JUST enjoy it. Coming from a well-meaning person who has not won two Olympic golds, one Commonwealth gold and nine world titles, plus a few kilogrammes of silver and bronze, it might have sounded like a token piece of advice.
But this was Victoria Pendleton, holder of all the aforementioned accolades and an athlete who did cope with the pressure of a home Games to win an Olympic gold medal in London, telling Scots who will shoulder expectations at next year’s Commonwealth Games how best to deal with that burden.
What a load of rubbish, eh? You train as if your life depended on it, stop drinking and/or smoking and staying up late, say no to everything you used to say yes to, eat all the right things and generally become a very boring person for two, three or four years entirely on the basis that nothing can distract you from getting every last ounce of energy out of your body in one competition where you could be eliminated in a matter of minutes, or in some sports, seconds.
And here is “Queen Victoria” saying that you should forget all the pressure and just enjoy it. The thing is, she might actually be talking sense.
“I think one of the biggest things is that you are going to have to accept that there will be additional pressure and expectation on home turf. People are going to be a lot more aware of your performances – it’s not going to go under the radar. I think you have to put that to the back of your mind and enjoy it for what it actually is – which is an incredible opportunity to have a home crowd cheer you on,” said Pendleton in Glasgow last week as the 2014 baton began its journey down the Clyde.
“Nothing compares. Even just talking about it, I’m getting goosebumps thinking about what it was like in the London velodrome and having that kind of support. It’s so incredible.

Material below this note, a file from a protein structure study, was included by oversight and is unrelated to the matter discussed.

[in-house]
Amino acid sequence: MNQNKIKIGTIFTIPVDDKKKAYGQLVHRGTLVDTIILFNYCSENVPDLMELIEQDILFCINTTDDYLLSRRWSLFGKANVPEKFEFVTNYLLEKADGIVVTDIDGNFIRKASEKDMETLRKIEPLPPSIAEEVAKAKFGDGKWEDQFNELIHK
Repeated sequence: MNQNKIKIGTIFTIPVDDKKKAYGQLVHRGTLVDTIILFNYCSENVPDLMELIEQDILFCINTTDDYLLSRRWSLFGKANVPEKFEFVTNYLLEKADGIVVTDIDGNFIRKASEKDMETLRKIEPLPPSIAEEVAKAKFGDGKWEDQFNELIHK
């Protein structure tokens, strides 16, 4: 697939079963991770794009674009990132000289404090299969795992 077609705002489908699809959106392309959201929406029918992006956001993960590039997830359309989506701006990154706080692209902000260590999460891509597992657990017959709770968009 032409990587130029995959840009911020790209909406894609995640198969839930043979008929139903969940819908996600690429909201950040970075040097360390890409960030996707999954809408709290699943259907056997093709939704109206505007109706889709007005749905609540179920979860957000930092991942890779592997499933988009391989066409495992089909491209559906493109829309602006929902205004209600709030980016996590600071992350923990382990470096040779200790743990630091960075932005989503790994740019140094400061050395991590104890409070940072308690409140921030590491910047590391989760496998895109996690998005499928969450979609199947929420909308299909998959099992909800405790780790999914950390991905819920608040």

“The opportunity to do that is so rare that you have to embrace it, rather than thinking about anything else. The rest is going to come, unfortunately. But lots of great things can happen as a consequence. I say embrace it, enjoy it, it’s a rare opportunity.
“As an athlete, all you can do is focus on getting the training right. And then the rest takes care of itself. You might be the fastest person on the day; you might not be. There will be no doubt, as a professional athlete, that you are going to give it 100 per cent of what you have got to offer on the day. If that wins you a medal, fantastic. If it doesn’t, then try again.”
Pendleton only competed in one Commonwealth Games, in 2006, when she beat Anna Meares to sprint gold. She describes it as a “landmark” moment because her tutors had told her she would not have time to qualify for Melbourne that year as well as getting a 2:1 in her degree. Naturally, she proved them wrong.
Now 32, she retired from cycling after London and refuses to entertain suggestions that she might have had more to give. She is getting married to the Australian sports scientist Scott Gardner later this year, and she is loving being able to pop round to her mother’s house for a cup of tea, cherishing a “spontaneous” lifestyle after 23 years of racing.
Given that we meet in Glasgow, her mind is racing as she contemplates coming back next summer and entering a velodrome “without wearing any lycra, just to cheer people on”. Pendleton laughs about not knowing exactly who to cheer on at a Commonwealth Games, but who will Scottish fans be in a position to cheer now that Sir Chris Hoy has hung up his helmet?
Callum Skinner, the only Scot currently on the books of the all-conquering British track team, looks like the best bet.
“Callum is incredibly strong – incredibly strong as an athlete. A lot of the young guys coming through the academy have been selected because they have exceptional qualities. I think Steve Peters once said to be on the British team you have to be somewhere between extraordinary and phenomenal,” she says.
“Because so many people want to do it and the level of expectation is so high, they don’t choose you unless you are going to win medals or they think you are going to win medals in the future – gold ones. So the sheer fact that people like that train on the team, working towards wearing the Team GB jersey, shows they have what it takes.
“It might not happen straight away. People forget that it takes a good seven years to work up to that peak performance. It doesn’t happen in a couple of years’ training. It takes time and preparation. But Callum has all the potential required to be the next Chris Hoy.”